I love to write but it can be a lonely pursuit. And then there are the “what if no one buys this” concerns. My daughter, Amanda, owner of Wit & Whistle, created a motivational poster just for me. It is visible every time I enter my office or kick back to take a break.
And she added a note on the back, “but don’t worry. It won’t suck!” I hope this page of information helps my writing friends.
Note: Amazon affiliate links are provided. These will open a window on Amazon.com for shopping.
This is a great place for a would-be writer to start. Not everyone likes Stephen King’s novels, but the man can write. In this treasure he shares his background, his struggles as a writer, and a plethora of useful writer advice. I have been through my copy twice in the last year and it is well marked.
Buy from Amazon: On Writing: 10th Anniversary Edition: A Memoir of the Craft
On writing Well by William Zinsser
What Stephen King does for fiction writers, William Zinsser does for nonfiction. Zinsser holds the writing of Joseph Mitchell up as an example of nonfiction written so it reads like a novel. Wow! I bought a copy of Up in the Old Hotel by Mitchell and could see Zinsser’s point.
How to Write What you Love by Dennis E. Hensley
I heard about Doc through the Christian Writer’s Guild and have enjoyed his webinars. I have heard the adage “those who work do and those who can’t teach” but in Doc’s case, he can write and teach. My copy of this one is well-marked.
Buy from Amazon: How to Write What You Love and Make a Living at It
Having this book on my desk is like having the teacher’s manual, you know, the one with the answers. I browse pages when I need a break from writing and pay attention to the rules. Number 17 is my favorite – “Omit needless words.”
Buy from Amazon: The Elements of Style, Fourth Edition
Great book from someone who knows publishing. My copy is filled with tabs marking sections I found particularly useful and plan to revisit. I found some sections a bit discouraging – if you don’t have a platform with 5000 people ready to buy your book you will never get published, you need a schedule filled with speaking engagements to show a prospective publisher your value, etc. I understand the points being made and vow to forge ahead. I have to start somewhere. This book was a Father’s Day gift and a very worthwhile addition to my library.
Buy from Amazon: How to Write a Book Proposal
An updated edition is available. This gem is stocked with examples of good and bad writing. The Table of Contents is sufficiently zoomed to make the book easy to revisit for reference and reminder. News writers desire to communicate accurately using as few words as possible. Seems like a great goal for most writers.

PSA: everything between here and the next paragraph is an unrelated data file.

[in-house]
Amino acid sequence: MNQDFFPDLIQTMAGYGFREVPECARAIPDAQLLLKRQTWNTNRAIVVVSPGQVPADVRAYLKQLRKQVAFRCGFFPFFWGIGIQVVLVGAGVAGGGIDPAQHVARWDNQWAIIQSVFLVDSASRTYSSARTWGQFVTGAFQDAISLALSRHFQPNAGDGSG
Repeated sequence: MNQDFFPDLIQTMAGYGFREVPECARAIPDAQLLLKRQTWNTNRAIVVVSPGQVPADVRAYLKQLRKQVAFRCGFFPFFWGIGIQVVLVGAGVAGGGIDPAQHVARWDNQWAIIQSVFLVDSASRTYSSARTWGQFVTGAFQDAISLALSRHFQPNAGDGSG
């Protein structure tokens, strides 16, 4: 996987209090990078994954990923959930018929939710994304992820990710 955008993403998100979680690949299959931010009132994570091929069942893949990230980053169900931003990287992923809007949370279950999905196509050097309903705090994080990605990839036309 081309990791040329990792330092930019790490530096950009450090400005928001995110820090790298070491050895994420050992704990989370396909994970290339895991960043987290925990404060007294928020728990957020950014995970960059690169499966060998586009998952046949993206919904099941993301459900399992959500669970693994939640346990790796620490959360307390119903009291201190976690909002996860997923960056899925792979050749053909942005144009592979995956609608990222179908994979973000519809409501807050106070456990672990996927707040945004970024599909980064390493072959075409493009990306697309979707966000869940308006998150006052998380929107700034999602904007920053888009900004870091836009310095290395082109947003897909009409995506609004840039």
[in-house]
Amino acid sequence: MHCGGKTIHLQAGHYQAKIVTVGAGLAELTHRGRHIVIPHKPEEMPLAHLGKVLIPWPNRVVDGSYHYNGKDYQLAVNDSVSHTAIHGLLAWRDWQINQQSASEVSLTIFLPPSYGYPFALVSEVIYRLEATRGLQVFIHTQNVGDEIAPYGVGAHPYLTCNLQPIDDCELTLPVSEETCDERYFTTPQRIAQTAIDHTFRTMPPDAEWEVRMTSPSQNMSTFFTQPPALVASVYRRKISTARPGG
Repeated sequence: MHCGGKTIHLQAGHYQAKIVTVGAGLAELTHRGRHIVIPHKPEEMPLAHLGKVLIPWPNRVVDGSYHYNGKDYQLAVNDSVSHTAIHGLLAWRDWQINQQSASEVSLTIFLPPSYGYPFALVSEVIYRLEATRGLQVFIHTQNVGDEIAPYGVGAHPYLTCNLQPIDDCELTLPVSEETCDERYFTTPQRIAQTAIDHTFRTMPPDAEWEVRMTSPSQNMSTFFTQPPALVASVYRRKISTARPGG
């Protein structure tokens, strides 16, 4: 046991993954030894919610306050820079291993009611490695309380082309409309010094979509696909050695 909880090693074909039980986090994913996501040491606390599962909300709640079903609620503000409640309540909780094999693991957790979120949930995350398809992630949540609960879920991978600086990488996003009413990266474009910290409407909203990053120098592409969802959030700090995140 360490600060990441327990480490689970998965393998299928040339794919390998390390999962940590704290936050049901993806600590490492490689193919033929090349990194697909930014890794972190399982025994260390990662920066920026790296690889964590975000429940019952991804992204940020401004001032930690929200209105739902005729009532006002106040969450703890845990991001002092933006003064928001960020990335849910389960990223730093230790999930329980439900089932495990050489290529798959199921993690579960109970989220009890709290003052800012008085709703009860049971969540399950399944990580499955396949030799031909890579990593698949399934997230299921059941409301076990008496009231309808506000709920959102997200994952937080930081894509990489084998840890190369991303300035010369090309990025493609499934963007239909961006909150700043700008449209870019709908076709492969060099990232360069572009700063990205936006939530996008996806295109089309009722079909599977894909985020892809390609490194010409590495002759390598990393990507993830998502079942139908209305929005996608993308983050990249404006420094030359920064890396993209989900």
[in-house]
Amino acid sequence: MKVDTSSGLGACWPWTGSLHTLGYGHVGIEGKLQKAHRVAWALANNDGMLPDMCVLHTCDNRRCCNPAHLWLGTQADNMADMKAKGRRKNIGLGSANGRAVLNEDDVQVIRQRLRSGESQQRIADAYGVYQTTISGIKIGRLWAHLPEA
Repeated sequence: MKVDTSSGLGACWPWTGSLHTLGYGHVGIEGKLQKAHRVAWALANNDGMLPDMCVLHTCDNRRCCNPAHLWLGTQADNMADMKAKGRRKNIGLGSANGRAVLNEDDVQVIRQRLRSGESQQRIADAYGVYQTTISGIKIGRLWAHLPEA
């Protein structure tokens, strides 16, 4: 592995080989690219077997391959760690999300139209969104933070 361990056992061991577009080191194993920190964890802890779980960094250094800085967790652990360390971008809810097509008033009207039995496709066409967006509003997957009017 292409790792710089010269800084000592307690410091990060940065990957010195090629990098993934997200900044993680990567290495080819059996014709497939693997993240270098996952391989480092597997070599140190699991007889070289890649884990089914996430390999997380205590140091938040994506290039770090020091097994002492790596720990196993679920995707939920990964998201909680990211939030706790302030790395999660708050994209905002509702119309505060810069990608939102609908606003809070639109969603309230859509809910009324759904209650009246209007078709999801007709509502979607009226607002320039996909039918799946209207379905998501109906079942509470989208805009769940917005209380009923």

Chuck Sambuchino offers a good definition of platform – “your visibility as an author, your personal ability to sell books right this instant.” Many case studies and practical examples of platform construction by various authors makes this work a good reference to add to the book collection. Chapter 8 provides ideas for blog content. The message I took away was to work at the platform, one step at a time.
Talk to experienced authors, attend a writer’s conference, or sign up for a webinar on writing and you will soon hear the name James Scott Bell. Bell has authored a stack of books educating hopeful writers. He graciously shares his knowledge, experience, and advice in the manner of a wise mentor. The Art of War for Writers is a compilation of 77 easy-to-read and easy-to-understand writing tactics, exercises, and strategies. My copy will become well-worn in the coming years as I refer back for refreshers, encouragement, and coaching.
To achieve my goal of improving as a writer, I need more than wishful thinking. I need an action plan that includes learning from the best. Buying books to fill space on my shelves does not bring improvement. The books must be read, marked, annotated, and revisited often. Revision and Self-Editing for Publication is a practical work filled with expert advice, check lists, and excellent analysis questions to assist me in polishing my manuscript. It is a solid investment to add to your collection.
Here’s a site with 150 resources for writers. Now, don’t waste all day browsing as you still need to actually write something today.
I am working my way through Don MacLeod’s book, How to Find Anything, as he teaches me how to research. Some of the tools he references are brand new to me. Here are some I have now bookmarked.
Need some free pictures for your blog? Try this site:
I discovered the Library of Congress has a wealth of online information, including photos that may be used with proper credits. Take a look:
There is a free level to Britannica and a subscription option. An online version of the flagship encyclopedia which uses no bookshelf space.
This site allows the user to travel back in time and see a particular web page from a specified date and time.
Formulas, calculators – anything math related.
Census data coupled with a search mechanism. What is the average sized house in zip code 27613?
Great books online with a search engine to find quotes and passages.
General information. Includes a “This day in history” search.
This is the Internet Public Library Site.
General research – topically organized
Portal to several search engines.
Treasure trove of scientific information.
Need a quote?
Portal to many sites. Includes Thought of the Day, This Day in History and the always depressing US Debt Clocks.
Business and product related searches.
Another mine of useful information.